Satisfaction ratings at all time low for David Cameron and Jeremy Corbyn - poll

Posted On: 
13th July 2016

Jeremy Corbyn and David Cameron have recorded their lowest ever satisfaction ratings.

Both political bigwigs have record low satisfaction ratings, a new poll has shown
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The Ipsos MORI survey gave the outgoing Prime Minister a net rating of -38 and Labour leader Mr Corbyn -41.

Mr Cameron has seen a sharp fall of 15 points in his satisfaction ratings over the last month, in which time the UK voted to leave the European Union and he announced his intention to leave 10 Downing Street.

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Mr Corbyn saw his net rating drop 16% compared to last month’s survey, but there was better news for Labour in the voting intention.

The survey had Labour trailing the Conservatives by just one point, compared to other recent polls that have put them up to 8% adrift.

The Liberal Democrats were third place on 11%, with Ukip on 8%.

Meanwhile some 55% of respondents said incoming Prime Minister Theresa May had what it takes to lead the country well – way ahead of her former leadership rival Andrea Leadsom.

One in five poll respondents (18%) believed Ms Leadsom had the skills to be a good premier. Most of survey was undertaken shortly before the Energy Minister quit the Tory leadership race.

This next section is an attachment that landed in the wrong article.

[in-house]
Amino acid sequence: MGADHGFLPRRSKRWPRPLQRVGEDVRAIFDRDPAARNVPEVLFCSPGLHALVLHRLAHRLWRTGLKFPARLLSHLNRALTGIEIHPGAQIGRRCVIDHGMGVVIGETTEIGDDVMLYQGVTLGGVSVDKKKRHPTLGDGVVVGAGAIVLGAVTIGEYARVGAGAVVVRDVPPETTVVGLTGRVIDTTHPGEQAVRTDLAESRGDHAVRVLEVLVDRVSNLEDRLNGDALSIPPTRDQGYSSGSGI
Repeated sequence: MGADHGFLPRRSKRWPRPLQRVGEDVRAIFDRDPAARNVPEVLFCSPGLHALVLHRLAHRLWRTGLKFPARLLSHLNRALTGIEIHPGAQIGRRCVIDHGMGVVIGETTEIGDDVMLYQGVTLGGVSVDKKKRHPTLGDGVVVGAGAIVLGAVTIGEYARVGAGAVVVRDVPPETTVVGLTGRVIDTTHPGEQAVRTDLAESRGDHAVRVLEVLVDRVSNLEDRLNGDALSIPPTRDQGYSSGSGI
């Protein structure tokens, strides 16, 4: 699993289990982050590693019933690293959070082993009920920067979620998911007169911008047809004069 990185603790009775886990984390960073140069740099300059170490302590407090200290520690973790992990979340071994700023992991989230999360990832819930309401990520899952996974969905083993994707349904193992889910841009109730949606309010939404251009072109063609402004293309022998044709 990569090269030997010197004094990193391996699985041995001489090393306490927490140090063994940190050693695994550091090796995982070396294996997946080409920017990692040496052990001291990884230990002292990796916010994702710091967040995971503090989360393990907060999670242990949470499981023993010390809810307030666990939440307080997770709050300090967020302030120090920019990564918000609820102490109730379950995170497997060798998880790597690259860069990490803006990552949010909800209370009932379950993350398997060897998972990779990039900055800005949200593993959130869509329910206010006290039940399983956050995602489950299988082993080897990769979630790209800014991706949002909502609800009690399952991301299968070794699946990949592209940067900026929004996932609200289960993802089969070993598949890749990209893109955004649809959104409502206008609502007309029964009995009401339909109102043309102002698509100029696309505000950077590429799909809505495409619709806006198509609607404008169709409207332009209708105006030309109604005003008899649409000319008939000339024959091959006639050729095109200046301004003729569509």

Mr Johnson’s ratings have plummeted since last year, with 70% now disagreeing he has the tools to be a good Prime Minister, up from 52% last July. 21% agree he does have the skills.

Gideon Skinner, Head of Political Research at Ipsos MORI, said: “Theresa May’s honeymoon  seems to have started even before she is officially announced as PM. Conservative voters in particular have very few doubts about her. 

“Meanwhile, Labour supporters are less positive about their own leader, as Jeremy Corbyn’s overall ratings fall to the lowest for a Labour leader since Ed Miliband in 2014.”

Mr Corbyn faces another leadership contest after he was challenged by former Labour frontbenchers Owen Smith and Angela Eagle.

The moves against him came after more than 60 of his ministerial team resigned, and three-quarters of his MPs backed a motion of no confidence in him.

Meanwhile Mr Cameron is gearing up to leave Downing Street after telling MPs in the Commons today: “I was the future once.”